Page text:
WTI/Brent spread vs. US crude oil exports
WTI/Brent discount narrows: The WTI/Brent spread continued to narrow yesterday, with the discount reaching US$6.68/bbl- levels not seen since August. The relative strength in WTI comes somewhat as a surprise given that US crude oil inventories have remained stubbornly high- both total US commercial crude inventories and stocks in Cushing. For Brent, OPEC cuts have tightened up the market- evident in the steepening backwardation of the Brent forward curve. Growing tension in Libya only adds further uncertainty to supply moving forward. Much further strength will likely weigh on US crude oil exports. In fact, US exports have already fallen from their weekly high of 3.6MMbbls/d in mid-February (a time when the WTI/Brent discount was around US$10/bbl) to around 2.7MMbbls/d in the last EIA weekly report.
Later today, the API releases US inventory numbers and market expectations are that US crude oil stocks increased by 2.5MMbbls over the last week, according to a Bloomberg survey. On the products side, the market is expecting to see a 2MMbbls and 1.5MMbbls decline in gasoline and middle distillate inventories, respectively.
Pernis refinery strike: The products market in Europe could find some support with strike action at the 400Mbbls/d Pernis refinery in the Netherlands starting on Monday. Shell has confirmed that production will be affected whilst the trade union has said that production will be reduced to 65% of capacity. Strike action is expected to last until Wednesday evening. The ICE gasoil crack has been under pressure since early March (trading from US$18/bbl to just over US$13/bbl currently), with ARA inventories moving back towards the five-year average. However, prolonged disruption at the refinery would be supportive for the crack.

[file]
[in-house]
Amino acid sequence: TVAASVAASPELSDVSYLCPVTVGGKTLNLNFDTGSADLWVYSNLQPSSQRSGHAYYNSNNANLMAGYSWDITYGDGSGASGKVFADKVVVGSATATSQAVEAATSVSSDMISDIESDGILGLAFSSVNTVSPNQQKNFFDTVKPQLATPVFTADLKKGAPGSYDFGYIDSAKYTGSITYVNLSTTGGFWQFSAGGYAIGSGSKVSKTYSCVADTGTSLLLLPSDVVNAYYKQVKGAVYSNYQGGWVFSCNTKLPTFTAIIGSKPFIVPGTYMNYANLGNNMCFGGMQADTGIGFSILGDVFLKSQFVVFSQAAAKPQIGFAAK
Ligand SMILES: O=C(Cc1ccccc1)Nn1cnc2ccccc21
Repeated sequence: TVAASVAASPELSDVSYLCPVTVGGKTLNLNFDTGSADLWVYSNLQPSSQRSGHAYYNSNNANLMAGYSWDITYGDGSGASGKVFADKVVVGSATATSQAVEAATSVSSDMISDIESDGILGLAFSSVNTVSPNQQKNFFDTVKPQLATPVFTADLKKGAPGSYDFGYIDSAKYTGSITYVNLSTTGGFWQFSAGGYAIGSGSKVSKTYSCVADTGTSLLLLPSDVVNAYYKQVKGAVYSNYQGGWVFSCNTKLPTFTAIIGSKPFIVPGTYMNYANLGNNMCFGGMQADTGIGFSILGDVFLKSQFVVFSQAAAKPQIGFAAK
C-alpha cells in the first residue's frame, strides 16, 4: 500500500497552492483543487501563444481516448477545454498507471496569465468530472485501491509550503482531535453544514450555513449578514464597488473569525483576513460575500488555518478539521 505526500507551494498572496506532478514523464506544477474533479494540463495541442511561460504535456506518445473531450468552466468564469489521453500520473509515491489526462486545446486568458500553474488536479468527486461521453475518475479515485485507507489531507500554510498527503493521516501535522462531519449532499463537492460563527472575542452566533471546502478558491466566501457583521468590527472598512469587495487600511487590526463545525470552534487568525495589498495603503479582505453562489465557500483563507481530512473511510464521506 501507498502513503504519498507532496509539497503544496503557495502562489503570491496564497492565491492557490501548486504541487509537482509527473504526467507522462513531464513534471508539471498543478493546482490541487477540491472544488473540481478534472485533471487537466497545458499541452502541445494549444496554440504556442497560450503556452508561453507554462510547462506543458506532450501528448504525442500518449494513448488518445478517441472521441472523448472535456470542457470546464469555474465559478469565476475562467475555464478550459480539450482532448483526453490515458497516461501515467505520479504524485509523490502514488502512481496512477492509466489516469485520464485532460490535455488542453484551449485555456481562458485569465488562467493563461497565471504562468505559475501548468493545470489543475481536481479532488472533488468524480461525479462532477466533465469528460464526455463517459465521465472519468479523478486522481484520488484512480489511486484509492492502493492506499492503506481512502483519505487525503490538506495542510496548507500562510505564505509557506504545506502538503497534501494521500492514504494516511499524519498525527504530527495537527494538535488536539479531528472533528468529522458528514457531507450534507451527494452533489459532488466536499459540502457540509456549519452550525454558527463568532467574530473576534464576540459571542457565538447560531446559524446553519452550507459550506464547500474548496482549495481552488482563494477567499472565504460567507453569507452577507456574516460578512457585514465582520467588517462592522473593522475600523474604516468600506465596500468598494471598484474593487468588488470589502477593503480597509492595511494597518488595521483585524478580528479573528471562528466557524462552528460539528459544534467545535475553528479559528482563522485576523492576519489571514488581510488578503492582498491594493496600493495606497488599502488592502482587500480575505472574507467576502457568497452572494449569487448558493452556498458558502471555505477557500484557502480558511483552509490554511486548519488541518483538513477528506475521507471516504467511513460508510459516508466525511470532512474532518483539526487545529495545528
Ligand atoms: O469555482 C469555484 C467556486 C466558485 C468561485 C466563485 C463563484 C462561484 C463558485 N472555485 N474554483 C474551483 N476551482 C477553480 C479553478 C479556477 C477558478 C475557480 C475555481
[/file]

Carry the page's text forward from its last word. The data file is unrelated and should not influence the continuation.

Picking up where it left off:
China iron ore inventory: Latest data from Steelhome shows that iron ore inventories at Chinese ports increased by 1.3mt over the last week and as a result, stocks have reached a six month high of 148.9mt. The inventory build-up (+11.1mt over the past two months) comes despite lower supplies from Australia and Brazil and suggests that demand is likely under pressure– with relatively low margins for steel producers.
However for iron ore supply, disruptions continue to arise. Rio Tinto has confirmed a fire broke out at its screening facility at East Intercourse Island, which is part of its Dampier port operations in Pilbara. Operations have partly restarted at the facility.
WASDE report: The USDA is set to release its latest WASDE report later today. Expectations from the market are for US 2018/19 ending stocks to be revised higher from the March report. Corn is expected to see the biggest percentage increase, with the market expecting ending stocks to increase by 8% from the March estimate to 1.99b bushels. For the global balance, it is a similar picture, with the market expecting the USDA to increase ending stocks for corn, soybeans and wheat.